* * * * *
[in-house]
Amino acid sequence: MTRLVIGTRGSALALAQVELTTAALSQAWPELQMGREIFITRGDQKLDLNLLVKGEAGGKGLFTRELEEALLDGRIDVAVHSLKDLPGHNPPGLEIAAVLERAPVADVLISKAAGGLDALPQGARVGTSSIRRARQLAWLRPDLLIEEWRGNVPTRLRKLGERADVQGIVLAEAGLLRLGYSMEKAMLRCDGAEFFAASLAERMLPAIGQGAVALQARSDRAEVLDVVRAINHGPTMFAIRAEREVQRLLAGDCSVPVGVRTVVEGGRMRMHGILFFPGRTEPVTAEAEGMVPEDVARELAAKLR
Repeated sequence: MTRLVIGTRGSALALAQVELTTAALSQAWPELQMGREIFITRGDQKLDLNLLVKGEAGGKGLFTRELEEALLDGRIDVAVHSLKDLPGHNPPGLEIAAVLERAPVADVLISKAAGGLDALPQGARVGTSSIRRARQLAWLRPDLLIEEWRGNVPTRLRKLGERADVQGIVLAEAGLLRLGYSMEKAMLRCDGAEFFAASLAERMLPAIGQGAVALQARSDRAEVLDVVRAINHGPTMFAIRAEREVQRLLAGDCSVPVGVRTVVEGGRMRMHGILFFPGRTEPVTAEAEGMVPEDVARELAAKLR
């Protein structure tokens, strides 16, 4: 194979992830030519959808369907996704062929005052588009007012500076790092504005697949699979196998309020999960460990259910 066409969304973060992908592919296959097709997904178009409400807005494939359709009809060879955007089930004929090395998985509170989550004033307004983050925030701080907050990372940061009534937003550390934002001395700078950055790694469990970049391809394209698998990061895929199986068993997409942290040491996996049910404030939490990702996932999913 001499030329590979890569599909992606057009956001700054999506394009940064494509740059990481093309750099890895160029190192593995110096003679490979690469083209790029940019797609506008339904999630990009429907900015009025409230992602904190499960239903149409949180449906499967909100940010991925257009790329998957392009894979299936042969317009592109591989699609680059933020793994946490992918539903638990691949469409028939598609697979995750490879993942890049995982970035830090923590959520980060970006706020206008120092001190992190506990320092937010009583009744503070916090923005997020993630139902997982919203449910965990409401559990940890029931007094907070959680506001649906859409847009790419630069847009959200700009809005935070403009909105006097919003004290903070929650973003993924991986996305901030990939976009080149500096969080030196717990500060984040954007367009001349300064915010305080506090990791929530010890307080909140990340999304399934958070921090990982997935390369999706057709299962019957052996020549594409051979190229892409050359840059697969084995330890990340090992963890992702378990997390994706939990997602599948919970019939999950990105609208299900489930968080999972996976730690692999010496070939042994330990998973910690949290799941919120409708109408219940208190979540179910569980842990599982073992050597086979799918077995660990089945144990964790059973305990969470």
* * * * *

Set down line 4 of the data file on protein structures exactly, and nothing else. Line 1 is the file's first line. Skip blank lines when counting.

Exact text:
């Protein structure tokens, strides 16, 4: 194979992830030519959808369907996704062929005052588009007012500076790092504005697949699979196998309020999960460990259910 066409969304973060992908592919296959097709997904178009409400807005494939359709009809060879955007089930004929090395998985509170989550004033307004983050925030701080907050990372940061009534937003550390934002001395700078950055790694469990970049391809394209698998990061895929199986068993997409942290040491996996049910404030939490990702996932999913 001499030329590979890569599909992606057009956001700054999506394009940064494509740059990481093309750099890895160029190192593995110096003679490979690469083209790029940019797609506008339904999630990009429907900015009025409230992602904190499960239903149409949180449906499967909100940010991925257009790329998957392009894979299936042969317009592109591989699609680059933020793994946490992918539903638990691949469409028939598609697979995750490879993942890049995982970035830090923590959520980060970006706020206008120092001190992190506990320092937010009583009744503070916090923005997020993630139902997982919203449910965990409401559990940890029931007094907070959680506001649906859409847009790419630069847009959200700009809005935070403009909105006097919003004290903070929650973003993924991986996305901030990939976009080149500096969080030196717990500060984040954007367009001349300064915010305080506090990791929530010890307080909140990340999304399934958070921090990982997935390369999706057709299962019957052996020549594409051979190229892409050359840059697969084995330890990340090992963890992702378990997390994706939990997602599948919970019939999950990105609208299900489930968080999972996976730690692999010496070939042994330990998973910690949290799941919120409708109408219940208190979540179910569980842990599982073992050597086979799918077995660990089945144990964790059973305990969470």